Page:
Indiana Jones and the Last Crusade: The Graphic Adventure
for PC (DOS)

indylast-box.jpg Vote:
Company: Lucasfilm Games
Year: 1989
Genre: Puzzle, Adventure
Theme: Based on Other Media
Language: English
Licence: Commercial
Views: 27448
Review by (2018-09-17)

A great graphic adventure by Lucas Arts, based on the movie of the same name. You will have to help Dr. Jones to follow the clues of his father's diary to find the holy grail, solving puzzles and conversing with a great variety of characters.

This is one of the most innovative adventures of Lucas Arts, which expanded the structure of the traditional adventure by adding flexible points (called IQ, or Indy Quotient), a system that allowed the game to end in different ways. The scoring system was similar to that of the Sierra Entertainment games, however when restarting or loading the game, the IQ total from the previous game was retained. The only way to increase it was to find the alternative solutions of the scenarios (for example, to fight with a guardian instead of dodging it, or vice versa) and a maximum of 800 points could be reached. This system contradicted one of the most common criticisms of adventure games (which says that, since there is only one way to complete the game, it has no replayability). It should be noted that some of the alternative fights, such as the one that occurs with the assistant of the zeppelin in case you do not have a ticket, are practically impossible to pass, therefore the maximum IQ is difficult to acquire.

The game was originally released with EGA graphics; then it was updated with VGA graphics and an orchestral soundtrack for the FM Towns version; only the VGA graphics were ported to the re-launch for PC. The project was led by Noah Falstein, David Fox and Ron Gilbert.

The game box featured a replica of the grail diary owned by Henry Jones, Indy's father, who appeared in the film. Although it was very different from the one that appeared in the film, it provided a wonderful collection of information and also anti-copy protection.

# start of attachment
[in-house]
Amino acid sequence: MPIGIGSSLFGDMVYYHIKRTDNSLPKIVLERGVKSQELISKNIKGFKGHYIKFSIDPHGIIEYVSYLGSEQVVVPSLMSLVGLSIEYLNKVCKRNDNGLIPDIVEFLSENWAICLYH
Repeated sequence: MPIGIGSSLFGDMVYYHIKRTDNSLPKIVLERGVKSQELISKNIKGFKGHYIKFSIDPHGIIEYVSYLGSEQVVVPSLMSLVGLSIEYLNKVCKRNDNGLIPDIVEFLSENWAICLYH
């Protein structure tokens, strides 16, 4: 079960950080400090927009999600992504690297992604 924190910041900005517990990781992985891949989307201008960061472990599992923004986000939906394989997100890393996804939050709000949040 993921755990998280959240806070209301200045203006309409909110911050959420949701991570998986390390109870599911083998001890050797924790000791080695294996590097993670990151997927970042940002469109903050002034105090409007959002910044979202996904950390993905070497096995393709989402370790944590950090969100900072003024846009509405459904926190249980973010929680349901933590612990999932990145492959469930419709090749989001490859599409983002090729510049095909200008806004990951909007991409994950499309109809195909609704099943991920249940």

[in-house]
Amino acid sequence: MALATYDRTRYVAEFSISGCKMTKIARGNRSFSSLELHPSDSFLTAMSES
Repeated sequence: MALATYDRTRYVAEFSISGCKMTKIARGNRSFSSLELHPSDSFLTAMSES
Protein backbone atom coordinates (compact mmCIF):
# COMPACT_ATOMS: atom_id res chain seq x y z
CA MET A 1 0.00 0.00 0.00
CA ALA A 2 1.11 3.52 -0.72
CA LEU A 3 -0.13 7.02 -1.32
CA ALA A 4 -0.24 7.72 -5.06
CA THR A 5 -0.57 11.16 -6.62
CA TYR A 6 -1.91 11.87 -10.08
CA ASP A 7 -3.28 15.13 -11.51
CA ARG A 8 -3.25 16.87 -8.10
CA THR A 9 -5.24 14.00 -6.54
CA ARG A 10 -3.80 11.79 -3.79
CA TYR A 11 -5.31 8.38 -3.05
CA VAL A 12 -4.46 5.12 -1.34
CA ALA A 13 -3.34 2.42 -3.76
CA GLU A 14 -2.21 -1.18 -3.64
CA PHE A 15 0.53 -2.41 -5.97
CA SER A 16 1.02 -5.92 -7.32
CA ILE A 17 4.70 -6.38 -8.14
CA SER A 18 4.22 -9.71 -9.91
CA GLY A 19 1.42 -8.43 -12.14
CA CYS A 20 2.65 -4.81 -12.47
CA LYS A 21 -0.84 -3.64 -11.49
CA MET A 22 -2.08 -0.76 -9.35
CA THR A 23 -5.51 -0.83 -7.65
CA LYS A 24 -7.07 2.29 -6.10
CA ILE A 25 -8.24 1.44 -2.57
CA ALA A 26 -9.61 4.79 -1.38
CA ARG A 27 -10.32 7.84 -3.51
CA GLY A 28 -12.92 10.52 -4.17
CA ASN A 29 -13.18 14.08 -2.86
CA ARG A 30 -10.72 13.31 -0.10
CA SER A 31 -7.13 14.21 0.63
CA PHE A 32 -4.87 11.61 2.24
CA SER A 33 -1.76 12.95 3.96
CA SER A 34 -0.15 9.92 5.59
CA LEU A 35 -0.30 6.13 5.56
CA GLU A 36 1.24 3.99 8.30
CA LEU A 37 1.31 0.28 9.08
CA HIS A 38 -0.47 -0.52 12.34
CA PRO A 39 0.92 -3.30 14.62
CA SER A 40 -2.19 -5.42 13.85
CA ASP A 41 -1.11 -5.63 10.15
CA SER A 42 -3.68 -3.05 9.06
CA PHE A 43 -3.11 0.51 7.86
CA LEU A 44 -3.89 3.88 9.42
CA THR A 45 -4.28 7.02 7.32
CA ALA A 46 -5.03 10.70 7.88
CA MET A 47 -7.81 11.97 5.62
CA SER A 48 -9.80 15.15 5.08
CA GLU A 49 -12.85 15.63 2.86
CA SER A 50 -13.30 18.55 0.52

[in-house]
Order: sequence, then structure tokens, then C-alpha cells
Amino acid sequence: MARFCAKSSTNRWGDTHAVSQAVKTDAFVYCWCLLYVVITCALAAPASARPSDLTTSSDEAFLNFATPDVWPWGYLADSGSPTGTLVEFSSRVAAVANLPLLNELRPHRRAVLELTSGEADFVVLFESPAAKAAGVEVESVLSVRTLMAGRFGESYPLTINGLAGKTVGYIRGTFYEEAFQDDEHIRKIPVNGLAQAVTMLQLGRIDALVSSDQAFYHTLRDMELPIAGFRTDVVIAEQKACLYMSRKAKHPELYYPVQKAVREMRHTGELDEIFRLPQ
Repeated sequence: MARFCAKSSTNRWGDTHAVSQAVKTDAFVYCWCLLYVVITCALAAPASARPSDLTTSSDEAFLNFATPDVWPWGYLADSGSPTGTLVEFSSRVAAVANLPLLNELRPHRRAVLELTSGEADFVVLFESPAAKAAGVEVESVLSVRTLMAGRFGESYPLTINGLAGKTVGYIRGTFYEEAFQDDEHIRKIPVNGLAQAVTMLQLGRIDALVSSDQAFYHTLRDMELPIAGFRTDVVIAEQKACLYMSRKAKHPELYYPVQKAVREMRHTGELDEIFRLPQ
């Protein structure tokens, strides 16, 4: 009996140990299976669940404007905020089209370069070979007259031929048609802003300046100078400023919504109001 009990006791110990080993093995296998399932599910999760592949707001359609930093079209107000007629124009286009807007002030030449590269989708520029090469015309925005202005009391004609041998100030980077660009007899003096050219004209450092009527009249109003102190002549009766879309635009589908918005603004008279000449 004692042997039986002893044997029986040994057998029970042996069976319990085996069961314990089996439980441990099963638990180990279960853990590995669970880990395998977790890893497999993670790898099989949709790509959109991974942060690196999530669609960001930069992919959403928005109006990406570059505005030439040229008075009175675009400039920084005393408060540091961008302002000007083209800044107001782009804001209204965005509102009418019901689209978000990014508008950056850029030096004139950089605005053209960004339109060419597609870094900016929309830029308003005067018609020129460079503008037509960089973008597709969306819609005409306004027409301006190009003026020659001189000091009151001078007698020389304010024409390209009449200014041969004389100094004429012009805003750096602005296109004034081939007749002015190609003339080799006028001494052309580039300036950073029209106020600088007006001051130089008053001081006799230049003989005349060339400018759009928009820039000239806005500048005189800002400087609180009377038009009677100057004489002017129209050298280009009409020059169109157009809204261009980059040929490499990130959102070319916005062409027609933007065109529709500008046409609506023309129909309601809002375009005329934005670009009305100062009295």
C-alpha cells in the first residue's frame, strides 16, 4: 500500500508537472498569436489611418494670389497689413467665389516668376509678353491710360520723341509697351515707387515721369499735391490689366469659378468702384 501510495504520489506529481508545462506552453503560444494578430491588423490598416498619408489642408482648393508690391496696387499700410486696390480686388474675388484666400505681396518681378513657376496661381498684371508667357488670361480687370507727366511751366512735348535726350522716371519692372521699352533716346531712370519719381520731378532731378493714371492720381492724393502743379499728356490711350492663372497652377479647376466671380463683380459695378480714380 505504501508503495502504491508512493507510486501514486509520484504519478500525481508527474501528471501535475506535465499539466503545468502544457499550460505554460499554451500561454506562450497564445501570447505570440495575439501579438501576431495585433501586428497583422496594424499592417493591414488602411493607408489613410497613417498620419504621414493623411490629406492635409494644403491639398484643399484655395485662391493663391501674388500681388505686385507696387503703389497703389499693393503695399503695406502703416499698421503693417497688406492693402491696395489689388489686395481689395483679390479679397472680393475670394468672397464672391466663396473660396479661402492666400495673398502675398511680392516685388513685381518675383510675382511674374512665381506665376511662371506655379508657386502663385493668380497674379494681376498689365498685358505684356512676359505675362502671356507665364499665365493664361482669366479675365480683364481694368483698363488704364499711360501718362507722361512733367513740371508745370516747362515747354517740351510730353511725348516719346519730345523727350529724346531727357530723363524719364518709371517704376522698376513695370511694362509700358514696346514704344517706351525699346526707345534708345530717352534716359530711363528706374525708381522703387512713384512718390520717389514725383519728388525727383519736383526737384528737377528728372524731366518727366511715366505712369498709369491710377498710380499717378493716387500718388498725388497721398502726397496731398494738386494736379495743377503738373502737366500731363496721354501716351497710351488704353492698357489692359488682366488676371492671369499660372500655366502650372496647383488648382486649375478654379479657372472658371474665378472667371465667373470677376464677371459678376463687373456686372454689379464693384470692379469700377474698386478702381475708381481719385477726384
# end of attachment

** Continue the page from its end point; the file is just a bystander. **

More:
It was also the first LucasFilm game to include the Look and Talk verbs. In some situations, a primitive system of dialogue was given in which the player could choose one among several phrases. This system of dialogues evolved completely in The Secret of Monkey Island and was used in the rest of LucasArts' adventures.

An action game, also based on the movie (Indiana Jones and the Last Crusade: The Action Game) was released at the same time, but the adventure found much better acceptance, sales and criticism.

Comments (4) [Post comment]


I had hours of fun with this game as a kid. My and my best friend (to this day, and we are in our 30's) would gather around my Packard Bell 3.1 machine, and figure this thing out. We found it difficult, but we never found it frustrating or unplayable, like some people have claimed it to be. If a couple of 6-8 year olds can figure it out, surely everyone else can. :P

Glad to see it is preserved, and loved by others. I still have my original Grail Dairy that came with the thing, although I have long lost the disks.

Mr Creosote:
About the Venice library: The pixel hunting is bad enough in itself, but the worst thing in my opinion is that you don't even know you're looking for something (let alone what) in that situation. For a first-time player, there is no incentive to search the shelves at all, especially since the puzzle to find the catacombs is rather easy and thus quickly solved without much need for aimless wandering.
Great Game, but you're right: I hated the same things. The fights were just annoying and it really bored me to search the bookshelf in Venice for half an hour jost to find all the hidden single books... Labyrinths ain't fun too, so it's just an average Lucasarts title...